In the 18 months since the pandemic began, vaccines were developed and approved for global use, drastic public health measures were implemented and largely followed, and new models for stay-at-home working and learning were developed overnight. Given the global cooperation and concentrated effort that's been used to combat COVID-19, some doctors and scientists are looking at how fighting the pandemic can inform tackling the most significant crisis of our time: climate change.
“When I think about what’s on the horizon, for me it’s climate change. As a whole it’s a million times more serious ultimately than this COVID-19 has been,” says Dr. John Ross, former head of the QEII emergency department and current medical director of the telemedicine firm PRAXES, which operates testing for Nova Scotia’s pop-up sites.
“It’s a global problem, and it’s huge. And we do need to feel an urgency around that. With COVID-19, how people have rallied together, and communicated, and created teams like never before: I look at that as almost the minor dress rehearsal for what the climate change crisis is going to start bringing.”
Scientists who study infectious diseases and the environment have warned that climate change will continue to make outbreaks of infectious diseases like COVID more common and more deadly.
According to a 2020 World Meteorological Organization report on signs of climate change, 6.7 million people were displaced from their homes due to natural disasters in 2019 alone. These floods, hurricanes and cyclones are becoming more frequent and powerful. Globally, natural disasters displaced massive numbers of people from their homes in Bangladesh, Philippines, Mozambique, Ethiopia and Bahamas that year. Tropical cyclone activity was up to 72 storms around the world in 2019, an increase from the 27 storms in 2018—which was also above average at the time.
The United Nations’ Intergovernmental Panel on Climate Change said in a statement on Aug 9 that many changes observed in the climate this year are “unprecedented in thousands, if not hundreds of thousands of years, and some of the changes already set in motion—such as continued sea level rise—are irreversible over hundreds to thousands of years.”
The statement goes on to encourage governments to act: “However, strong and sustained reductions in emissions of carbon dioxide and other greenhouse gases would limit climate change. While benefits for air quality would come quickly, it could take 20-30 years to see global temperatures stabilize.”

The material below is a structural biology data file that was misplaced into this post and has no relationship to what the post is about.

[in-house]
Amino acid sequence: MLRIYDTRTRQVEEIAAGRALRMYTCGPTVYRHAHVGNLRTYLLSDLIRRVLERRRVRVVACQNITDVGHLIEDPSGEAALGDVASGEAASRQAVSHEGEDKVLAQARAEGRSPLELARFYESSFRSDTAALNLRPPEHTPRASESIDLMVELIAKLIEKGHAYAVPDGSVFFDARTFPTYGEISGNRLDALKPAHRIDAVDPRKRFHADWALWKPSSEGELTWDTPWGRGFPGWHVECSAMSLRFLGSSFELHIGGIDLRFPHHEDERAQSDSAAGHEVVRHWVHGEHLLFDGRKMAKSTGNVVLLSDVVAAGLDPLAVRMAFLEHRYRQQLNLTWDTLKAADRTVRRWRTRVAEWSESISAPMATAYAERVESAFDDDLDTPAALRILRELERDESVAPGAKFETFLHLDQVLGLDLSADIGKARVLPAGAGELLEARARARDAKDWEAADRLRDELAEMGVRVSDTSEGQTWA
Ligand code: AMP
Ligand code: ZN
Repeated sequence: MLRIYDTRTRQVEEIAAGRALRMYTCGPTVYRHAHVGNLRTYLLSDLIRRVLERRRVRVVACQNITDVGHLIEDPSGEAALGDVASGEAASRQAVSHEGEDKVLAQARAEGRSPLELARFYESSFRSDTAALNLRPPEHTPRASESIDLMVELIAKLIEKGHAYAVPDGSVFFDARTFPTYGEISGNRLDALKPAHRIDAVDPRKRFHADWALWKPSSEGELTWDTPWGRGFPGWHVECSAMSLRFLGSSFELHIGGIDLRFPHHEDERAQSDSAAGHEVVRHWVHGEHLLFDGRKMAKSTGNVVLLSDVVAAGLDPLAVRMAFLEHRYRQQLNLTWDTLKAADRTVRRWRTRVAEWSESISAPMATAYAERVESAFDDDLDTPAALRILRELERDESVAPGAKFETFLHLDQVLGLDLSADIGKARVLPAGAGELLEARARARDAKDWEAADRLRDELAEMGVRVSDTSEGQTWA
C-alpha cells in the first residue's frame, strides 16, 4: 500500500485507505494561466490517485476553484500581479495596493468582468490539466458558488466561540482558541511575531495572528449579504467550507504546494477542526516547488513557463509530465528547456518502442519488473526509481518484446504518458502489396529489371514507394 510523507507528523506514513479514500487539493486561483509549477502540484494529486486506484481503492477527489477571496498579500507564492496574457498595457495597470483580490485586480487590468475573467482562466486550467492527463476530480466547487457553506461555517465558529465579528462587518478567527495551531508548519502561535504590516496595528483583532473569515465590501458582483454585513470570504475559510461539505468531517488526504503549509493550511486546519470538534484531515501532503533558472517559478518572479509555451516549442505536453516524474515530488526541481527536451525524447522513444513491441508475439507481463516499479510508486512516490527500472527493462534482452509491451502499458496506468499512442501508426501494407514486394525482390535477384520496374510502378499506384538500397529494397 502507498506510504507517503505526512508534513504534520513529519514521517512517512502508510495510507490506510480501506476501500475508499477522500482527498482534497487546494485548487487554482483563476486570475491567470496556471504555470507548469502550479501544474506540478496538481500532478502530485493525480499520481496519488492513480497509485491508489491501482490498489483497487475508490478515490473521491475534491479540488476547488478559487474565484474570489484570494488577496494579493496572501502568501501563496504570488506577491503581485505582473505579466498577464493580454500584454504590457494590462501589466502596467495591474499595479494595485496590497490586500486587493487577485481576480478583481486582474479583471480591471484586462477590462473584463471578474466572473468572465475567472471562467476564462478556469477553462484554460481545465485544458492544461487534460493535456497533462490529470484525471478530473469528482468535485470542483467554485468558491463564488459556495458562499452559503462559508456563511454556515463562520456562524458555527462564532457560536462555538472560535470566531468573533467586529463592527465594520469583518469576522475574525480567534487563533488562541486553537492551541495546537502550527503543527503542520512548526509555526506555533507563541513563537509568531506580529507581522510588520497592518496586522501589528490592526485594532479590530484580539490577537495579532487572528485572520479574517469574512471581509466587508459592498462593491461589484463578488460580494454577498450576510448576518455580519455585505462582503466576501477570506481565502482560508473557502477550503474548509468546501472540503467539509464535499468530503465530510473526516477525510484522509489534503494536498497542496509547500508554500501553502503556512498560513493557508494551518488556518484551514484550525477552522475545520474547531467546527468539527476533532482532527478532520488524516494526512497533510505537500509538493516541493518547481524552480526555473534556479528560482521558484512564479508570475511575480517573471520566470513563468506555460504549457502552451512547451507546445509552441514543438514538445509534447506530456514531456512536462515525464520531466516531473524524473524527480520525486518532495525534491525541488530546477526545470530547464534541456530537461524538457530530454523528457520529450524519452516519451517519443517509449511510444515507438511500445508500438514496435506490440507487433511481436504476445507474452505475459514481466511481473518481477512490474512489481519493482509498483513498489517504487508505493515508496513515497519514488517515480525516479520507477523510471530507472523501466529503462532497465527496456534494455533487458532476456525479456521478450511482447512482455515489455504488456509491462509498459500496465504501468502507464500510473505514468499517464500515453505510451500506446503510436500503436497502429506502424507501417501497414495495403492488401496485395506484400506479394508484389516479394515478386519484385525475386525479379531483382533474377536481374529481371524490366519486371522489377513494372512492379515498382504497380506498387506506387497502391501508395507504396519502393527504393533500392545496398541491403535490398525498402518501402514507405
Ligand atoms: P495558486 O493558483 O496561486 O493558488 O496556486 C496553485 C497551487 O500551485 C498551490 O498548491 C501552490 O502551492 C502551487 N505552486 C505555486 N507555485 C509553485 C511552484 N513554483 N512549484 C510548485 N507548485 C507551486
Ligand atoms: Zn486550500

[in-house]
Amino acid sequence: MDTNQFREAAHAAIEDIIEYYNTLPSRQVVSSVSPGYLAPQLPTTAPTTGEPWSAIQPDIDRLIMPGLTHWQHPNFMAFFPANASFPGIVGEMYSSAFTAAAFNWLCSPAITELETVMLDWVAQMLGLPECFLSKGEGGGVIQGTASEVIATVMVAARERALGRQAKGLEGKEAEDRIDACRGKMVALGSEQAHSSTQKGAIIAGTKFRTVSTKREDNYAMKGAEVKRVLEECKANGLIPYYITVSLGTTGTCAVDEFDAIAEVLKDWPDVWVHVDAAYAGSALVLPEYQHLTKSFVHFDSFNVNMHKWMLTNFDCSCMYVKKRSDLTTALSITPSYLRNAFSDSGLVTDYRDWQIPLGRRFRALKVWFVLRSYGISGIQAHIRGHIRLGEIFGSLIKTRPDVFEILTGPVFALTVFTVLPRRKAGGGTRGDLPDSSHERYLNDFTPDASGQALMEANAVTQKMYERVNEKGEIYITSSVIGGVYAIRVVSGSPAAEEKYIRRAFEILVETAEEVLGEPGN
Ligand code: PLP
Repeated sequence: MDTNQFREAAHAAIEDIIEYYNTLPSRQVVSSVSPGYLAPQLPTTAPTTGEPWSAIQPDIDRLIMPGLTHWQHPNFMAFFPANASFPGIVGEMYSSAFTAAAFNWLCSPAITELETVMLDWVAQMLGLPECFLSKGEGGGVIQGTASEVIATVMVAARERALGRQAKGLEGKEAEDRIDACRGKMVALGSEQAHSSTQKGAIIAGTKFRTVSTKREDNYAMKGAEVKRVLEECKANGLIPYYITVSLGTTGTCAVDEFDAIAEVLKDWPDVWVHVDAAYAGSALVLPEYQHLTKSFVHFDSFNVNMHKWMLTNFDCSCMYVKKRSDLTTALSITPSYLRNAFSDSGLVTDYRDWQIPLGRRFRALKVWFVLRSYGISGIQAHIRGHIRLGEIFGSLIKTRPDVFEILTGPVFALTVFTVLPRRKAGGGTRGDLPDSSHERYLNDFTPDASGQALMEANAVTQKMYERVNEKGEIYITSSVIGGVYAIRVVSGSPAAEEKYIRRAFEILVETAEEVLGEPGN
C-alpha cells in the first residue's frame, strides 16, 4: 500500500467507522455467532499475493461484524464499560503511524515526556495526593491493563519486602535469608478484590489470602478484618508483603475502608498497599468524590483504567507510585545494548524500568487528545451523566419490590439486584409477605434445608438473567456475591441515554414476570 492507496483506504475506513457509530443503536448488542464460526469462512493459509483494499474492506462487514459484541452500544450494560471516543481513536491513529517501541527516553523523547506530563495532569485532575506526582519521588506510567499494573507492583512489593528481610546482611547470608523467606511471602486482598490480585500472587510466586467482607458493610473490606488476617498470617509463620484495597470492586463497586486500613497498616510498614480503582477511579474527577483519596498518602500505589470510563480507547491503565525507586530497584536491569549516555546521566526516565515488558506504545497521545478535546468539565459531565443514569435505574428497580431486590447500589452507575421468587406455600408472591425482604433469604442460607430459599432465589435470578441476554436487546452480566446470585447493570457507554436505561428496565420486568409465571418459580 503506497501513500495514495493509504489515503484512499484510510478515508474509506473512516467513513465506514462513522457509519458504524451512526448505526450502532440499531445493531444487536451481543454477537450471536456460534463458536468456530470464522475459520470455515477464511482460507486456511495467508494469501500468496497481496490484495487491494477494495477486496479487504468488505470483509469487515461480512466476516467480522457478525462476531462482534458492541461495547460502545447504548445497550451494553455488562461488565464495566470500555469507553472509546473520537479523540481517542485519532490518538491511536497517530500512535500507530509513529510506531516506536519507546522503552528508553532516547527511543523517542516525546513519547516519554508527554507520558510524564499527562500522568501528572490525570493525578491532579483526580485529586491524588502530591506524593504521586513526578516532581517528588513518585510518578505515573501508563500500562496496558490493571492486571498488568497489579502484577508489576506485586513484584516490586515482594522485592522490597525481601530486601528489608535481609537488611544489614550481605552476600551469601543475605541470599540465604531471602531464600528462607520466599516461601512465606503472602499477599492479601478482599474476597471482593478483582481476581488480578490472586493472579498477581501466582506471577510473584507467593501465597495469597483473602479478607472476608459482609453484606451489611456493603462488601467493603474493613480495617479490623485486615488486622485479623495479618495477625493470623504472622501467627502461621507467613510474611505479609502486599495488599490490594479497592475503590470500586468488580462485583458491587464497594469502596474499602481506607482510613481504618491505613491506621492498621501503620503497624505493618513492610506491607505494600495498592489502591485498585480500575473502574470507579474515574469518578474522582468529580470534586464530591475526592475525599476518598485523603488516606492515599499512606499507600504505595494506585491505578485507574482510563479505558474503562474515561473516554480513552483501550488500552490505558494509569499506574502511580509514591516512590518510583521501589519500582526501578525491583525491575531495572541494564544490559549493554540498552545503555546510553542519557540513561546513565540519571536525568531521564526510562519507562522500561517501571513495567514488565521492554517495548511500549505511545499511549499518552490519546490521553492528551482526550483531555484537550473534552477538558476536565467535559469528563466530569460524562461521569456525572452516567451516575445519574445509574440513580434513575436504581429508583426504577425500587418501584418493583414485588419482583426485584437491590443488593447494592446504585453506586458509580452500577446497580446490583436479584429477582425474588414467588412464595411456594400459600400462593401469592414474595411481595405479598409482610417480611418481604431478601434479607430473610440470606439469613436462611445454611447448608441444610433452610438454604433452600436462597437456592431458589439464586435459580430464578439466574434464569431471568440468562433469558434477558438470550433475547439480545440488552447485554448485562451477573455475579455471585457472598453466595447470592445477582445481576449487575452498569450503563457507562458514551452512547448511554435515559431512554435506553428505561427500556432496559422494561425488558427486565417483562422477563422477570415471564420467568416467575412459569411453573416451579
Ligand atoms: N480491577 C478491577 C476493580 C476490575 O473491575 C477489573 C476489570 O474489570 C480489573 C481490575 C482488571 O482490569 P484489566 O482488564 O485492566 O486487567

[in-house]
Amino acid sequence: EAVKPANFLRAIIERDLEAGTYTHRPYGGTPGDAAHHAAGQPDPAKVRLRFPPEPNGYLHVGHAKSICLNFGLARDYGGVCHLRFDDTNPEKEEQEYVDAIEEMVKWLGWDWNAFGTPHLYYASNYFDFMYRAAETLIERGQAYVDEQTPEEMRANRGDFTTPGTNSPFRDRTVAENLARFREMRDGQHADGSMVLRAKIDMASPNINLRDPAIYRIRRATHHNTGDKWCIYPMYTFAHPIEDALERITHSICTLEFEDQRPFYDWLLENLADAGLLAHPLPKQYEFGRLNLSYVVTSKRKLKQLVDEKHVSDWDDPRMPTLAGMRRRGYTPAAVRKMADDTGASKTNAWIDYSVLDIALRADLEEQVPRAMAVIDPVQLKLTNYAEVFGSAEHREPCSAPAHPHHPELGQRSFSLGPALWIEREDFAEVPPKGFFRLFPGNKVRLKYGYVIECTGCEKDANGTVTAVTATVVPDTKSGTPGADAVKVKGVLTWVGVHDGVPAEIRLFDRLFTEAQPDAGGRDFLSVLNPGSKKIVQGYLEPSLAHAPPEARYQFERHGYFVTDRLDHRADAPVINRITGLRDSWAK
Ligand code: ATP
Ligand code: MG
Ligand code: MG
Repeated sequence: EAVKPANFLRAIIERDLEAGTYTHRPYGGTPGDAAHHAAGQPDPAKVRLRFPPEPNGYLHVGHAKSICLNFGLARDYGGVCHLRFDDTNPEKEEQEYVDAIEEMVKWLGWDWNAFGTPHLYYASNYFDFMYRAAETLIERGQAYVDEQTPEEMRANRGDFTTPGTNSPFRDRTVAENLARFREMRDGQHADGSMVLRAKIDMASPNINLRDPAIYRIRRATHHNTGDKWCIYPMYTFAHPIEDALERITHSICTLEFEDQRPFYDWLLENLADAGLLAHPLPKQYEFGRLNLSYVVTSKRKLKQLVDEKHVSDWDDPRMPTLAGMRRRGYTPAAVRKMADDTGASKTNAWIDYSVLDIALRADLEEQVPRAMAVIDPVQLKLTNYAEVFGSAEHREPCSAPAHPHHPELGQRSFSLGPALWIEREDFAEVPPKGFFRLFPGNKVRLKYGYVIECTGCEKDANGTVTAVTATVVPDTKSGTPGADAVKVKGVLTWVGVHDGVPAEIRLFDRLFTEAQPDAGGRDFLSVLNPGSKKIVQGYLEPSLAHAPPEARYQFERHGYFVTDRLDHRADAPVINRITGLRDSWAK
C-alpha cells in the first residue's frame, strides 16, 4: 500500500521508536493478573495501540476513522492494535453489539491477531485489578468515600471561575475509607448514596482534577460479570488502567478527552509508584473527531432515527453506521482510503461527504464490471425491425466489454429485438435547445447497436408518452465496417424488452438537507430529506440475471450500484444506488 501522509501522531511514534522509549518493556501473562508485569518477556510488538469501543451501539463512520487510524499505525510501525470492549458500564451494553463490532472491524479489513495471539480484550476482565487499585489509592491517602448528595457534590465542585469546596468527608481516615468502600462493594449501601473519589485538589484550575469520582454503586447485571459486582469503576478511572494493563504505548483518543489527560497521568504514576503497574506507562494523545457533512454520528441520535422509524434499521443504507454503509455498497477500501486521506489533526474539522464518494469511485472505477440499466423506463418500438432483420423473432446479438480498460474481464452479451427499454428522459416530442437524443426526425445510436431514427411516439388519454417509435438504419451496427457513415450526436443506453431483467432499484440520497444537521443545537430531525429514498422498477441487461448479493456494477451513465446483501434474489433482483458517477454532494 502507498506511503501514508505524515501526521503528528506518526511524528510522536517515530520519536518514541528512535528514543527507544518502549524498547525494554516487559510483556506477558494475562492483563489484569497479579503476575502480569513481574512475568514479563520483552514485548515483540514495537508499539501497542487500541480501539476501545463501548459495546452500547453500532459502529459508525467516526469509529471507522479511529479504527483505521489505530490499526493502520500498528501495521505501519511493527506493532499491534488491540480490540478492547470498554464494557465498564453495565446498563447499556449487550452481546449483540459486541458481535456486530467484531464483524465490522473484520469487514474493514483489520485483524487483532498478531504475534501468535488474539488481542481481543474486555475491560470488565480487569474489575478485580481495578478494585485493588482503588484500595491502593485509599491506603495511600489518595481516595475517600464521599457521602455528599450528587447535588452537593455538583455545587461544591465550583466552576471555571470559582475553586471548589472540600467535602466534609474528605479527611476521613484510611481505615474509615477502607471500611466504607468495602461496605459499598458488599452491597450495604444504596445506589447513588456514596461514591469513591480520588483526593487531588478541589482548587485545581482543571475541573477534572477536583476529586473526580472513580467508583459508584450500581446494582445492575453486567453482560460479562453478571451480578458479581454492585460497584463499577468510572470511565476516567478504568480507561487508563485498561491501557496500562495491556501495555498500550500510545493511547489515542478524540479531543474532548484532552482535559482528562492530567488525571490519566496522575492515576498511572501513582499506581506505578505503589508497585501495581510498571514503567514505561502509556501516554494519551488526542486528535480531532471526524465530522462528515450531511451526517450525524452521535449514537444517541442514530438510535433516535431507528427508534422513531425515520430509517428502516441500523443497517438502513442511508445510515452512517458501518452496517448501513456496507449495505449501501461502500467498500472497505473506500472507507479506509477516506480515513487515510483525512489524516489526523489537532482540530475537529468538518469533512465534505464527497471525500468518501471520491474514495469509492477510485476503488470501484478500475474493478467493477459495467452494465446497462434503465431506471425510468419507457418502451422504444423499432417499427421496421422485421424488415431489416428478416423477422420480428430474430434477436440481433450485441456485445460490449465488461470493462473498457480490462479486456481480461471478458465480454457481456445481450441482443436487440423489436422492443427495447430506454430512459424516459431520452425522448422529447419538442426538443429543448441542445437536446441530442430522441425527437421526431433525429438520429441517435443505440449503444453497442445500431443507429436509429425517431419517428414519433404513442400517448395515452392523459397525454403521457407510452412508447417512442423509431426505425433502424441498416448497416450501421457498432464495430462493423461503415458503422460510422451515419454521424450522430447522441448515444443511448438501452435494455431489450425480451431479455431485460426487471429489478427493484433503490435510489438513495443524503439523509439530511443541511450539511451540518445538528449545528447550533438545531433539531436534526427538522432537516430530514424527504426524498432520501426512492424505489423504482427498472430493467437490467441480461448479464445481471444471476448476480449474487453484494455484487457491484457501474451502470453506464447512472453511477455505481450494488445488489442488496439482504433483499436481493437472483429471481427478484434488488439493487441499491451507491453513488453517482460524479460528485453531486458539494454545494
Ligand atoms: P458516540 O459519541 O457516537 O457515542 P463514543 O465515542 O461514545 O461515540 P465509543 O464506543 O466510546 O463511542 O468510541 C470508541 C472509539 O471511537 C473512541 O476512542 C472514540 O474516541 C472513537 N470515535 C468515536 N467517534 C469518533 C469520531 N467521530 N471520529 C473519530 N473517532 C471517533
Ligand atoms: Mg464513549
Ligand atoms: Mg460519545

But Canada’s current actions to cut emissions and finance clean energy have been deemed “highly insufficient” alongside Australia and China, according to a Climate Action Tracker report published this week. The vast majority of nations are failing to meet the environmental goals set up in the Paris agreement, which aims to limit global heating to 1.5 degrees Celsius.
Ross says it’s clear people have learned lessons throughout COVID in terms of responding to public health orders during a time of emergency, “but for as bad as this has been and as annoying as this has been, it’s nothing compared to what’s on the horizon with climate change and we need to take that seriously.”
There are parallels between the pandemic and the climate crisis in terms of universal impact, says Dalhousie University professor and scientist Rajesh Rajaselvam in an interview. “COVID shows us this level of disruption, the pandemic happened very fast. It was immediate, it killed so many and made an impact very quickly.
“Climate change is something different. It’s very slowly, steadily having a significantly adverse impact on ecosystems, health, humans, economy and everything.”
Rajaselvam teaches economic botany, environmental ecology, nature conservation, and tropical ecology and biodiversity at Dal, with a research focus on conservation and forestry. He is currently working on a review article on connections between COVID and potential action to address the climate emergency. He says it seems as though climate issues are often forgotten by politicians and decision makers.
When the pandemic hit, scientists globally acted fast to develop vaccines to address the massive number of COVID fatalities, more than 4.5 million people killed worldwide. The same level of costly and focused collaboration hasn’t been directed towards addressing climate change.
“We need huge funding, we need collaboration among scientists, government, media and politicians all should work to control climate change. Otherwise we’ll be seeing a huge destruction soon,” says Rajaselvam.
“We’ve learned a great lesson from [COVID], and we need to use it.”
Rajaselvam says governments need to be focusing on carbon emissions and phasing out the use of coal, natural gas and other greenhouse-gas-emitting fuel. “Otherwise the planet won’t survive,” he says. To do this, there needs to be a turn to widespread use of renewable resources.